Obama: Attacks 'terrible' setback in Islamic State campaign
ANTALYA, Turkey (AP) - President Barack Obama on Monday conceded that the Paris terror attacks were a "terrible and sickening setback" in the fight against the Islamic State, but forcefully dismissed critics who have called for the U.S. to change or expand its military campaign against the extremists.
"The strategy that we are putting forward is the strategy that is ultimately is going to work," Obama said during a news conference at the close of two days of talks with world leaders. "It's going to take time."
The president grew irritated amid repeated questions about whether he had underestimated the strength of the Islamic State. He said most of his critics are simply "talking as if they're tough" and offering no real ideas. And he brushed aside those who call for sending U.S. ground troops into the region, saying that "would be a mistake" and wouldn't work unless the U.S. was committed to being a permanent occupying force in the region.
"This is not an abstraction," Obama said. "When we send troops in, those troops get injured. They get killed."
While Obama did not single out any of his critics by name, some Republican presidential candidates have called for sending U.S. forces into Syria.
Rather than casting about for a new strategy, Obama said U.S. would intensify its current campaign of airstrikes and arming and training moderate forces. And he called on other nations to step up their involvement in the fight against the extremists.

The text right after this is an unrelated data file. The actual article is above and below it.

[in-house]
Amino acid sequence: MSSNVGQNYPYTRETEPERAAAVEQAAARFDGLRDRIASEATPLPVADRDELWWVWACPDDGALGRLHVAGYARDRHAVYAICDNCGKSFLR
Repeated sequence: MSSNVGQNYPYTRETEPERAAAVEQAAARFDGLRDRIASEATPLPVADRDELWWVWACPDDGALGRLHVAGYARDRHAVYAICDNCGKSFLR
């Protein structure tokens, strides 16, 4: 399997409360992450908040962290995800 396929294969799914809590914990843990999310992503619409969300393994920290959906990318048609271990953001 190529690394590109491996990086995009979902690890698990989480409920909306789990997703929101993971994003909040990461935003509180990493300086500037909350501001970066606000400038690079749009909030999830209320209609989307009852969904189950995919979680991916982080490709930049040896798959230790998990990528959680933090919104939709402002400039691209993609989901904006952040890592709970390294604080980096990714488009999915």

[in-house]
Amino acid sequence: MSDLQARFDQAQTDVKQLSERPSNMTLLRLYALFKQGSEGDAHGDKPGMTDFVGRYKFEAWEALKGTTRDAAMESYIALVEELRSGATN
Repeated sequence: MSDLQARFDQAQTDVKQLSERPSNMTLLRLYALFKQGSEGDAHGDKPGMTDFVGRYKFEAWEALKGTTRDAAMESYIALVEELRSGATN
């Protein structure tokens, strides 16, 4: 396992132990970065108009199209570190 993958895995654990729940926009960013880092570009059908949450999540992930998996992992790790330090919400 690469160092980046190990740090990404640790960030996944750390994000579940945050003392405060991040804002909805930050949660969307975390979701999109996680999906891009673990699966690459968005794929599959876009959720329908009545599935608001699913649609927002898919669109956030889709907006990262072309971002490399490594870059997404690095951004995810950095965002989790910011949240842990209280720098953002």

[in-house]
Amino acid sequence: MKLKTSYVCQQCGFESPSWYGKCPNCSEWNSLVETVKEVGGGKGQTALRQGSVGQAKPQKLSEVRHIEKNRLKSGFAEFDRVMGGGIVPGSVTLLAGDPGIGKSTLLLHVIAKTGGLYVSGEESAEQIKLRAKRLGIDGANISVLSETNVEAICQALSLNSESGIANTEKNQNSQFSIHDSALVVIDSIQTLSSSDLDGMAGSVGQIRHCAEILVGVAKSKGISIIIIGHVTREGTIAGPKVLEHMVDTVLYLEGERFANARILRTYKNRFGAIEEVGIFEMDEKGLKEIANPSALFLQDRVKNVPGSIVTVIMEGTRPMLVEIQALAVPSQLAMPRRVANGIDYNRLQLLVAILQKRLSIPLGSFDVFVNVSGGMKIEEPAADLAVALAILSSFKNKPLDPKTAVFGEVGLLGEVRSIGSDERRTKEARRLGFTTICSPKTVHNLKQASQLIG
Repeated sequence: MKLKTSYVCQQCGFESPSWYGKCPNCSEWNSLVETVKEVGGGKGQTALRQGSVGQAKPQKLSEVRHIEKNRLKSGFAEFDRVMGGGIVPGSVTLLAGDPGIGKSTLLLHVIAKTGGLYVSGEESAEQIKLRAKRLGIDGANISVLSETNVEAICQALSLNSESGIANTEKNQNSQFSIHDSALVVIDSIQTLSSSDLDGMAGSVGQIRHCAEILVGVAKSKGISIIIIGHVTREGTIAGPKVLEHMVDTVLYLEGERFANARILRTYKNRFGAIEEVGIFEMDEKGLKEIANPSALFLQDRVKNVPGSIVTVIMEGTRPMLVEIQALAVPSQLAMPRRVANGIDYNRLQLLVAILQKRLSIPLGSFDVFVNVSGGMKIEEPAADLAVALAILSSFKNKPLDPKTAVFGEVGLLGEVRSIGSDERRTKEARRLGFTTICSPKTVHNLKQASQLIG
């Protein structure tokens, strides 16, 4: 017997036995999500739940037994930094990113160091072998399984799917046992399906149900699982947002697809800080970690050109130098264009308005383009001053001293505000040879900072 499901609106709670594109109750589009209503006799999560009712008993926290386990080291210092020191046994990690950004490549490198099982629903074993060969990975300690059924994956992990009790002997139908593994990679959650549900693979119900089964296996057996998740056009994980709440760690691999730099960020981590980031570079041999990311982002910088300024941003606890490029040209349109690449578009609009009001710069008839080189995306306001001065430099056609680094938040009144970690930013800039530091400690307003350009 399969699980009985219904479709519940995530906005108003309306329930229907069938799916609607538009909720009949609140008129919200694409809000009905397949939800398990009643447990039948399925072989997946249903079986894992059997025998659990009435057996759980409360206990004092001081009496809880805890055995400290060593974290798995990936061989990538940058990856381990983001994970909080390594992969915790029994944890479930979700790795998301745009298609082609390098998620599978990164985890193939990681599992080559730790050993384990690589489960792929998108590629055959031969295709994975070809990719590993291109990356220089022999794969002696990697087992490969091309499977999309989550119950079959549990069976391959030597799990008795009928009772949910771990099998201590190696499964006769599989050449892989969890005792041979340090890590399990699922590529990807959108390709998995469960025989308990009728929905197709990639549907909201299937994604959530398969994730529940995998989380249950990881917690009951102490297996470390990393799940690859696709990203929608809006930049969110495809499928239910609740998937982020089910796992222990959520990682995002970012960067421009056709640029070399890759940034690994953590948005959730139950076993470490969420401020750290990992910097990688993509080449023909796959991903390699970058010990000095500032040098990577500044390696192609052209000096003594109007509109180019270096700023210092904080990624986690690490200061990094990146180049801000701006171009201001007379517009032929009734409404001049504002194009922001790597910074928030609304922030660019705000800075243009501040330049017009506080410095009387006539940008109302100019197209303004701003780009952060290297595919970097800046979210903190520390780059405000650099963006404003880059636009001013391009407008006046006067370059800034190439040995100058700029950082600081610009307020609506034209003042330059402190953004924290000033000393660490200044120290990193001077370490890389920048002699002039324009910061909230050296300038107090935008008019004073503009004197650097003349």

The president also announced a new effort to share intelligence with France following the coordinated terror spree across Paris that killed at least 129 people. Officials said the U.S. was already using intelligence to help France identify targets in the flurry of airstrikes France launched against the Islamic State's stronghold in Syria following the attacks.
While officials say the U.S. had been aware of the Islamic State's desire to strike targets outside the Middle East, Obama said he had not been briefed on any intelligence that indicated an attack in Paris was likely.
"I'm not aware of anything that was specific," he said.
(Copyright 2015 The Associated Press. All rights reserved. This material may not be published, broadcast, rewritten or redistributed.)